The Department of Justice announced the sentences of four school bus contractors in Puerto Rico who were found guilty of colluding and committing felonies in order to corner the local school transportation market.
Gavino Rivera Herrera, Luciano Vega Martínez, Alfonso Gonzalez Nevarez and René Garay Rodríguez each owned a school bus contracting company on the U.S. Territory island. They were indicted in May 2015 of committing mail fraud and working together to rig bids and allocate the market of student transportation in the Caguas municipality since August of 2013.
The defendants attended auctions held to award school transportation contracts, appeared to bid competitively while keeping to secret bidding agreements, submitted false information on official bids, fraudulently secured contracts to provide school bus services in Caguas, and caused the municipality to pay higher rates.
"Price fixing victimizes the consumer which in this case are the honest, hardworking and tax paying citizens living in Puerto Rico," warned Carlos Cases, special agent in charge of the FBI's San Juan division at the time of the indictment. "Let there be no doubt, the FBI, along with law enforcement partners, will continue to investigate, charge and prosecute any individuals involved in these type of acts."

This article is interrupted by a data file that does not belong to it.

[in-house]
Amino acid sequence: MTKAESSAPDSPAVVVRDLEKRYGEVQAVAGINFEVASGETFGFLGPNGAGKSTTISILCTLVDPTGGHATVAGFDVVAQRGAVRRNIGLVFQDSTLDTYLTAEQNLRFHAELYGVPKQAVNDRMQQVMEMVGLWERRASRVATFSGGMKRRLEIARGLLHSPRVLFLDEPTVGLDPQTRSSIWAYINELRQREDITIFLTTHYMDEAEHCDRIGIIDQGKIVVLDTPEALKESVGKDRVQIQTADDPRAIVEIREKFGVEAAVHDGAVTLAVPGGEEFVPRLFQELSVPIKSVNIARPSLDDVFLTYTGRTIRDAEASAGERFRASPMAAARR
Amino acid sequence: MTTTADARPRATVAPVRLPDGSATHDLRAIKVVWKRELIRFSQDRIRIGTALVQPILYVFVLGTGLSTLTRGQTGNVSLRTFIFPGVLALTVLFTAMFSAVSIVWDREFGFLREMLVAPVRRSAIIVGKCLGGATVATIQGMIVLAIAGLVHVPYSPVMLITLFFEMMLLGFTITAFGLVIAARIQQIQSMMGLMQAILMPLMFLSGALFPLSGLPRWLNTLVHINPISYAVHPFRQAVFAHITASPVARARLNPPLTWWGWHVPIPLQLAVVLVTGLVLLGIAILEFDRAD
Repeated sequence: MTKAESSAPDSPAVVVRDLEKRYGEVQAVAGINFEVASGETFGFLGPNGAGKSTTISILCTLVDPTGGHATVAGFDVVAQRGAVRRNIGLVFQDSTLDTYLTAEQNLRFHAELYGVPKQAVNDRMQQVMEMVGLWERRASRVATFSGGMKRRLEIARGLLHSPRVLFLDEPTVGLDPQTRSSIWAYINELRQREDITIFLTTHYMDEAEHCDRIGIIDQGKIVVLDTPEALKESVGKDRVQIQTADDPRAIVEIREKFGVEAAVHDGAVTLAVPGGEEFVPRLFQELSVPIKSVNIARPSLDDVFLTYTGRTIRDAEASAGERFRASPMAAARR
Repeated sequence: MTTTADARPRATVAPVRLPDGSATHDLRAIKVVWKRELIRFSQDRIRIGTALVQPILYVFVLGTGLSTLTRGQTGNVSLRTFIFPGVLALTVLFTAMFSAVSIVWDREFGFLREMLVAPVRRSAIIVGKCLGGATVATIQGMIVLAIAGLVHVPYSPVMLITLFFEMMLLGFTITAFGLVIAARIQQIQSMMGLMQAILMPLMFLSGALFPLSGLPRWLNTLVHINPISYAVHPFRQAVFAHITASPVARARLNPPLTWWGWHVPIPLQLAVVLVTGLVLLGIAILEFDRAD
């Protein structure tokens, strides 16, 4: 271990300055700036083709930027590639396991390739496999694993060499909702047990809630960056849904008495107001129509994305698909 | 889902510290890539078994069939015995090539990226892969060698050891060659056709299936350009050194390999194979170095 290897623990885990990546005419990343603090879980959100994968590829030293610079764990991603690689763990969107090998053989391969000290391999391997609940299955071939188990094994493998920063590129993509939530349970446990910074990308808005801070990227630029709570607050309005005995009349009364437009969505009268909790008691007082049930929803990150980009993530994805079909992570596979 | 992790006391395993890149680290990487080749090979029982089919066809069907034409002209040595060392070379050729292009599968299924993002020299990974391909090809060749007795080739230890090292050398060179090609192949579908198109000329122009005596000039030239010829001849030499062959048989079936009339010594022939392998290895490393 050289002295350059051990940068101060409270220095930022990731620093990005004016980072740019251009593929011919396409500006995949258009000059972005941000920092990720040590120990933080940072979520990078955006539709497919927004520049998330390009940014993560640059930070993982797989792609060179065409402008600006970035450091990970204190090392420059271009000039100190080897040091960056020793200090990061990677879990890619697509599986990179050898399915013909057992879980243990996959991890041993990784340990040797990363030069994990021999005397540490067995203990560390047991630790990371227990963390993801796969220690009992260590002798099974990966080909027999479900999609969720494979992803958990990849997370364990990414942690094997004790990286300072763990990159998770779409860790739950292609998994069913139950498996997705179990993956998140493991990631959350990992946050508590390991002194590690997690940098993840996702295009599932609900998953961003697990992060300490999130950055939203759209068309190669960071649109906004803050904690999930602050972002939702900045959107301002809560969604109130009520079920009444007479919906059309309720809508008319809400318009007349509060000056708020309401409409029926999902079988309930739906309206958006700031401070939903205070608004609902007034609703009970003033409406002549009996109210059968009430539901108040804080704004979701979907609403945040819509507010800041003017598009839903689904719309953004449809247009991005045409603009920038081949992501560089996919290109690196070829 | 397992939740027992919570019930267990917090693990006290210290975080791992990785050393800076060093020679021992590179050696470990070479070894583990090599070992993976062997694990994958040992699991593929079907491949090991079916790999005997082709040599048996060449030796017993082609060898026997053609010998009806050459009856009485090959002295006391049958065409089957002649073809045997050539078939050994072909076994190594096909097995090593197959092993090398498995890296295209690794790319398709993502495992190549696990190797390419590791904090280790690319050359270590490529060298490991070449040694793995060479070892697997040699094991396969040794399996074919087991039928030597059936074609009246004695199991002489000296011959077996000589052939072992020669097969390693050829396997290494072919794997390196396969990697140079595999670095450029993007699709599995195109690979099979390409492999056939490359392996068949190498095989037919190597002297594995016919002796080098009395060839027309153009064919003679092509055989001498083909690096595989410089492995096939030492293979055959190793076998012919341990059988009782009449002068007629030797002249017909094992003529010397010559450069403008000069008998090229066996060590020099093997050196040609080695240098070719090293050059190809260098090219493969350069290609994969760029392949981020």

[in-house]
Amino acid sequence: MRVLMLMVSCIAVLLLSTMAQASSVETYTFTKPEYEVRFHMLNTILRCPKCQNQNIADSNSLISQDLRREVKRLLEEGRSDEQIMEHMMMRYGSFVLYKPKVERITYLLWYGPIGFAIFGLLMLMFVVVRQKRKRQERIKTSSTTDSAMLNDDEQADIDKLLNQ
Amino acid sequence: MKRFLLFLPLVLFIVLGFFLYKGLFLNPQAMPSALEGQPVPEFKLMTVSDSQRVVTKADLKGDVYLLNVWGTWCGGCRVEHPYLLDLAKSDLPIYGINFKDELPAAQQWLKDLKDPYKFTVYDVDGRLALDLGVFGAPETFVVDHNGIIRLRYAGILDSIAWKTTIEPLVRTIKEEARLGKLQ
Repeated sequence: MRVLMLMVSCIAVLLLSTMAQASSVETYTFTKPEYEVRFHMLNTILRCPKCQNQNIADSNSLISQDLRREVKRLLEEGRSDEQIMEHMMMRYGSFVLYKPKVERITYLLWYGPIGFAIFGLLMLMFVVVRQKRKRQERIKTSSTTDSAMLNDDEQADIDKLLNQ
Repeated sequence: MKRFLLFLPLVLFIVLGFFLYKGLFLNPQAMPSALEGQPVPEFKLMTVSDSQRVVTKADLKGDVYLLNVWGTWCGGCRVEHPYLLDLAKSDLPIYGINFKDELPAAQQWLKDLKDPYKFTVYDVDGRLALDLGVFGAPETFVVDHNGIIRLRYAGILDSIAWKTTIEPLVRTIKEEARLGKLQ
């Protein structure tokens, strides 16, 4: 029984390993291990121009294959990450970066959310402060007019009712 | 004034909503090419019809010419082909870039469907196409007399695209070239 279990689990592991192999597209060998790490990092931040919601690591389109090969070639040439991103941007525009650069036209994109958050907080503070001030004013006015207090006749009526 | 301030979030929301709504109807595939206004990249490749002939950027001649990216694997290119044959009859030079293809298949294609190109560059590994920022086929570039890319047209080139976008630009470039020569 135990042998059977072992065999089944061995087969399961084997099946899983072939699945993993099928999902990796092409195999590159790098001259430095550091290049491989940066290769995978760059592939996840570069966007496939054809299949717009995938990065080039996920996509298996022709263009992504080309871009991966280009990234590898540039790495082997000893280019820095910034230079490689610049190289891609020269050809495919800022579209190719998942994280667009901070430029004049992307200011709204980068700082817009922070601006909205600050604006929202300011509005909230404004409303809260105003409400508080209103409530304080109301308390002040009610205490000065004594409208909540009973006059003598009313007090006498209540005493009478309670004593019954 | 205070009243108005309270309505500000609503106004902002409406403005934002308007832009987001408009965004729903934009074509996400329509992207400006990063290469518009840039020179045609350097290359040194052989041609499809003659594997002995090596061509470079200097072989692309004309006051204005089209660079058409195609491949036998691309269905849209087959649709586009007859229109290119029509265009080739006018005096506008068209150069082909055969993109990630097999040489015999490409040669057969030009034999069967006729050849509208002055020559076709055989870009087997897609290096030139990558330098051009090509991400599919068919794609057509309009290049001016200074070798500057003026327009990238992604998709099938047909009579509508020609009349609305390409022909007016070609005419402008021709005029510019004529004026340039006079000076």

The four defendants were convicted on Jan. 26, 2017 after a week-long trial. "(The convictions) serve as a reminder that federal law enforcement agencies intend to vigorously prosecute those who manipulate government bidding processes to enrich themselves illegally," U.S. Attorney Rosa Emilia Rodríguez-Vélez said at the time. A fifth defendant, José L. Arroyo-Quiñones, was indicted but not convicted.
On Tuesday, Vega Martínez, Gonzalez Nevarez and Garay Rodríguez each were sentenced to 12 months and one day in prison. Due to medical conditions, Rivera Herrera was sentenced to six months of home imprisonment and a year and six months of probation after that. Their financial penalty is still to be decided.
"These transportation company owners lined their own pockets with public funds that were intended to provide essential services to at-risk school districts," said Assistant Attorney General Makan Delrahim of the Department of Justice's Antitrust Division. "The sentences imposed today reflect the serious harm caused by the actions of the defendants who enriched themselves at the expense of schoolchildren and American taxpayers."
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